Market Overview

3 Ways Software As A Service Companies Can Dominate the Market in 2017

3 Ways Software As A Service Companies Can Dominate the Market in 2017

As we kick off a new year, it’s more clear than ever that people want access to services and applications designed to help them live better, work easier, and run their businesses more efficiently. Which is fantastic news for software as a service companies, as we’re now operating in the perfect climate for problem-solving and innovation. But as the tech space becomes increasingly crowded, entrepreneurs would be wise to focus on three key points to drive growth and establish a firm presence among their SaaS competitors in 2017.

Focus on niche markets and get crystal clear about your competition.

No single product or service can be everything to everyone. The key to being the best in a particular market is fully understanding the unique needs of the people you serve. Are you an adequate CRM across the board or a CRM that’s optimally designed for the unique needs of, say, veterinarians? Customers are more likely to buy specialized products that meet their specific needs, so focus your energy on two important questions: 1). what problems are you trying to solve, and 2). where are your competitors falling short? Most executives will tell you they’re willing to invest in workflow tools that make their employees more efficient, but what we’re seeing instead is a surplus of tools designed to expand market share for the service provider rather than meeting the customers’ needs. The result is much like that Alanis Morissette lyric: “It’s like ten thousand spoons when all you need is a knife…” Find a way to be the knife, and then be the best knife your customers have ever used.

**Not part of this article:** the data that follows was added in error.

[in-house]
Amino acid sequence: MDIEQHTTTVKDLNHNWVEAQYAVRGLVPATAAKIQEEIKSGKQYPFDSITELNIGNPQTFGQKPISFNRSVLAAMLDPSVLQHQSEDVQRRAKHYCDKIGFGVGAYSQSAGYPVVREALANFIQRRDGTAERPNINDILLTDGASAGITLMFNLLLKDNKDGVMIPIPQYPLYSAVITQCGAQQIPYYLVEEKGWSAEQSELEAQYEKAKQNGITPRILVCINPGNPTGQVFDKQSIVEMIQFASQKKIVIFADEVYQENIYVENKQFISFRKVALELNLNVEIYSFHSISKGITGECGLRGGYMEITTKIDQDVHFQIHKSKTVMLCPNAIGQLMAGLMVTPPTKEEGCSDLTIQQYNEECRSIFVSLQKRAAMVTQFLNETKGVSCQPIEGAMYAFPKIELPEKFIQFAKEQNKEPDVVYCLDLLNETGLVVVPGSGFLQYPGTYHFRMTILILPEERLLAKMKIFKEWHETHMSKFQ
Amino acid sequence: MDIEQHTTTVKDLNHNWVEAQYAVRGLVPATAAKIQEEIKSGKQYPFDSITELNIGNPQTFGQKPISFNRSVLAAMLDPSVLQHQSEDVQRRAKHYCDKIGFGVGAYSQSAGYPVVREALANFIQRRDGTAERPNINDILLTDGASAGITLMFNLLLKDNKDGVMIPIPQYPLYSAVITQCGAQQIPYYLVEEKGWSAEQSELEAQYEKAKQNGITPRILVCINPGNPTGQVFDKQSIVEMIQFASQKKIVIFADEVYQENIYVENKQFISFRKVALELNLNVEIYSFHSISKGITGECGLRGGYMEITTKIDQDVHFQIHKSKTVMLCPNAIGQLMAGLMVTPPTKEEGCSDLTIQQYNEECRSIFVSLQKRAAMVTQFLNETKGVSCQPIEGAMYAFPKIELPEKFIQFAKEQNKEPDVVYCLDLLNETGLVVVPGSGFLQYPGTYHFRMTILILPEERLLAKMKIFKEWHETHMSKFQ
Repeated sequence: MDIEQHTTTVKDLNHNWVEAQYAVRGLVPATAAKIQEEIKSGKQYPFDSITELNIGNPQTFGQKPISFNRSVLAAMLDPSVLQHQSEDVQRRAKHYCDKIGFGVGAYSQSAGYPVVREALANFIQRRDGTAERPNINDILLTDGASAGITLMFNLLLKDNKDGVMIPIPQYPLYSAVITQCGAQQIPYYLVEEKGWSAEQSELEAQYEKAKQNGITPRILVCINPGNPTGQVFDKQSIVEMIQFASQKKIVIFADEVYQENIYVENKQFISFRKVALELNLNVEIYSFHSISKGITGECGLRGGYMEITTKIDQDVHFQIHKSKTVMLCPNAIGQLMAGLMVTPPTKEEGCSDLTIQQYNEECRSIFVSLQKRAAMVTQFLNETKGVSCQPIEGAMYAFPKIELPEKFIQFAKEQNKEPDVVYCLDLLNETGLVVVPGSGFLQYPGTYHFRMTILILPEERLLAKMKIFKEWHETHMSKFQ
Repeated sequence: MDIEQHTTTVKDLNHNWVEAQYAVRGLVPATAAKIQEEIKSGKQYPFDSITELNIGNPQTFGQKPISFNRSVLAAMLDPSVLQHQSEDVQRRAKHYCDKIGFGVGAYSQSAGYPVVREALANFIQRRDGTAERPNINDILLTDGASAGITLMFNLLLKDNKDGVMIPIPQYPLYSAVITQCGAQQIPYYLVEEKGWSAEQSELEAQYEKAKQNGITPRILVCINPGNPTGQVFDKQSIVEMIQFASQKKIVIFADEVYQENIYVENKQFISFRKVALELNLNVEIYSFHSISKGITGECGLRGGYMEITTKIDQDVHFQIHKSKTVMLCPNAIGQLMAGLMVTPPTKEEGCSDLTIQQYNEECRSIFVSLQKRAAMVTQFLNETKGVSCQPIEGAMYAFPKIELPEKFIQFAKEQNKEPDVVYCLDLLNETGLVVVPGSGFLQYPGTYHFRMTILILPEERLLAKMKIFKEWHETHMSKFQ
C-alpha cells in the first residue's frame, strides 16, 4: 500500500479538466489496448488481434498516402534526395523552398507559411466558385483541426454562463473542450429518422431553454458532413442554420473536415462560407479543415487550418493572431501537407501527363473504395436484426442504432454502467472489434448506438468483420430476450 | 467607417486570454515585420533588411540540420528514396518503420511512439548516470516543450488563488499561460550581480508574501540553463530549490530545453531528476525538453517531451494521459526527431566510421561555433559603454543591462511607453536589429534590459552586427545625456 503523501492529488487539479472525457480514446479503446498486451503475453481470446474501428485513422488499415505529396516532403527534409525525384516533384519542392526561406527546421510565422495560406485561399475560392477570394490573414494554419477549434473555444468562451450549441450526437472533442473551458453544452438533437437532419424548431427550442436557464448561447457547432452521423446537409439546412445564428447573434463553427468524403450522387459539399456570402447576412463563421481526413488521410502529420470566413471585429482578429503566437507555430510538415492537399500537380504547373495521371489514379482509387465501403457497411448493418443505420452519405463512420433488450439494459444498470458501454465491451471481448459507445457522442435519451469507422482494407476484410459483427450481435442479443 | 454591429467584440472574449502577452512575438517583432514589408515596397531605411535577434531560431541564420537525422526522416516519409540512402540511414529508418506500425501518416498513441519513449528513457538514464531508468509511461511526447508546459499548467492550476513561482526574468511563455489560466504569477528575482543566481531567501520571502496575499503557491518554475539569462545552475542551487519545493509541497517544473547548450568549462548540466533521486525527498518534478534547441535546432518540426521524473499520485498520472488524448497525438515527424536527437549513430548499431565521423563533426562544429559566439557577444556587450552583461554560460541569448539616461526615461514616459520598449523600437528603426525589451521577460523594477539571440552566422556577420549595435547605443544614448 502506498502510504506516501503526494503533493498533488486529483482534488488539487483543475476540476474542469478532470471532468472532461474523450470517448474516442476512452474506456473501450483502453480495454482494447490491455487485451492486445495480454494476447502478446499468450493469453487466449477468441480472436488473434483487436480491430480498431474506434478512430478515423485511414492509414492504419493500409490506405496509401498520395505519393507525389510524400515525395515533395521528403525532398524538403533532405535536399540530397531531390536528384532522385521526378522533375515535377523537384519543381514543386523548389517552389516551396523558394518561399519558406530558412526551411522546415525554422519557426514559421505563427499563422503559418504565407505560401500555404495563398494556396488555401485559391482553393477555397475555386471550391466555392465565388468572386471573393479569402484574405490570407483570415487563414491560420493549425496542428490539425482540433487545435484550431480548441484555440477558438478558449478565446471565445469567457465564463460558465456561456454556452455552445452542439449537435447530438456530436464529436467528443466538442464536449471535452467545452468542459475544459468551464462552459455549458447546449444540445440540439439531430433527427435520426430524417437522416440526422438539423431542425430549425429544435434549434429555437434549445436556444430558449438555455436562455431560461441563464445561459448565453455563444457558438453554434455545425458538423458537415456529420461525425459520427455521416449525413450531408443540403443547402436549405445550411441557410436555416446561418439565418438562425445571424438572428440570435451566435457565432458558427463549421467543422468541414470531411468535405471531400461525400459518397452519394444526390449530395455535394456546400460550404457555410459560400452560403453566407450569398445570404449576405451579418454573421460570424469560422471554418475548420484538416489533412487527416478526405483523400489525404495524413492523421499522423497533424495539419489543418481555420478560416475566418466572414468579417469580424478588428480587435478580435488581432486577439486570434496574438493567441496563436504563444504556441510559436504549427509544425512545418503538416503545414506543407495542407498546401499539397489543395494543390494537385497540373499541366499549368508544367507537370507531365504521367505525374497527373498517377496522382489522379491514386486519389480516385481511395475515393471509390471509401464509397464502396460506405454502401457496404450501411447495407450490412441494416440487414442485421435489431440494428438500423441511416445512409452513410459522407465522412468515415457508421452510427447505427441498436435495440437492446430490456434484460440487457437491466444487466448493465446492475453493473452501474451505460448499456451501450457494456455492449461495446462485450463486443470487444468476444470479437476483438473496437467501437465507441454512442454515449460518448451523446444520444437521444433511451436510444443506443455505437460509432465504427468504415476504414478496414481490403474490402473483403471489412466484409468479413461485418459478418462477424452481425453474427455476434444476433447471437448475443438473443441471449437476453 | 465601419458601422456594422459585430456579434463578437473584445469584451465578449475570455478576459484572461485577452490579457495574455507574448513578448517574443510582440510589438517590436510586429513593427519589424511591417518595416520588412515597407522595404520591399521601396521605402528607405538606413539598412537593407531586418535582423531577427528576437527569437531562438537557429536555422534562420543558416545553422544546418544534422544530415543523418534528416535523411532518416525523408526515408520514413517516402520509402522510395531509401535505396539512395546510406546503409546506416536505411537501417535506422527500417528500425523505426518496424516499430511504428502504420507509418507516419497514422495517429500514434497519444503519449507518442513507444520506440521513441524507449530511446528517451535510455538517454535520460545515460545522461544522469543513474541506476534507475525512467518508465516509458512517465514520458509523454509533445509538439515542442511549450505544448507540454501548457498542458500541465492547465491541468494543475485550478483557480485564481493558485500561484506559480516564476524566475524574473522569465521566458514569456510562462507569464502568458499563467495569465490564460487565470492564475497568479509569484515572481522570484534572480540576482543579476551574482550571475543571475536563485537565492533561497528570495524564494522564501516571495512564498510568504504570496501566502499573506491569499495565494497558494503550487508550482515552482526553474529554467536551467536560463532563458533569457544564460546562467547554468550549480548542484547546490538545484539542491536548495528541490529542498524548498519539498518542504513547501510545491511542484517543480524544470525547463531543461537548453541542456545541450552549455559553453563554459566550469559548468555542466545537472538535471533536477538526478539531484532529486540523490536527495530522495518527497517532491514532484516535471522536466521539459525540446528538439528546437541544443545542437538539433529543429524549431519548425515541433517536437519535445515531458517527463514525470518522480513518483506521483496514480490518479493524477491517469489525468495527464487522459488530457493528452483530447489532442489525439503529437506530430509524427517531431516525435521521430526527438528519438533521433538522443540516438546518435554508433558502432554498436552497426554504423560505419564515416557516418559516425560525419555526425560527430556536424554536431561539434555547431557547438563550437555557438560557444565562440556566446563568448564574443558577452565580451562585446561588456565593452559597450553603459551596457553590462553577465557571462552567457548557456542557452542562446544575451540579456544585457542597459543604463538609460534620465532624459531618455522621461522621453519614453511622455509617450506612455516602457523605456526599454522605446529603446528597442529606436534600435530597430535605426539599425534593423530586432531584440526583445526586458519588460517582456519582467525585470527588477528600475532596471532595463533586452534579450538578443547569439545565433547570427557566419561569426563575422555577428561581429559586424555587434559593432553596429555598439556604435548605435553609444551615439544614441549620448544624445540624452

Once you’ve zeroed in on your niche, get serious about understanding the true size of your addressable market.

Anyone who’s ever pitched to investors knows that current and projected market share ranks high on the list of investor concerns. Why? Because VCs want big returns, which requires a clear roadmap for rapid and steady growth. But more importantly, they want proof that entrepreneurs understand the direct relationship between their product, business model, and growth strategy. Once again, this will require SaaS companies to dig deep into market research and understand who their customers are, and who they are not.

Build a solid infrastructure for your company and commit yourself to operational excellence as early as possible.

Patching a business together with Scotch tape and brass tacks can work, at least during the early stages when resources are limited, but it won’t sustain a business for the long run.

Think of it as the business equivalent of the age-old saying, “Dress for the job you want.” So, you want to build a billion-dollar company? Great! But you have to start thinking, operating, and presenting yourself like a billion-dollar company now. Develop real operations, adopt real HR practices, and embrace all those pesky, big-business corporate processes early on. That way, if your business does survive its lean years, you’ll already have a solid infrastructure in place.

Sure, the startup world is a tough nut to crack. New ideas and businesses are born every day and it can be challenging for burgeoning businesses to cut their teeth in a crowded market. That’s why 2017 will be an important year for entrepreneurs, one where they’ll need to capitalize on the growing need for efficiency in order to stay a cut above the rest. And honing in on and practicing the lessons here will set any new or growing business on the straight and narrow course for success.

Based in Seattle, online lender Lighter Capital specializes in providing tech companies with flexible revenue-based financing (RBF) that allows startups to gain much-needed growth capital, make adjusting payments based off month-to-month revenue streams, and avoid dilution at a critical point along any company’s trajectory. CEO BJ Lackland has spent more than 15 years on both sides of the table of small business financing, including time as a VC and angel investor, the CFO of a public technology company, and an executive at startup technology companies.

Posted-In: Education Entrepreneurship Success Stories Startups Small Business Tech


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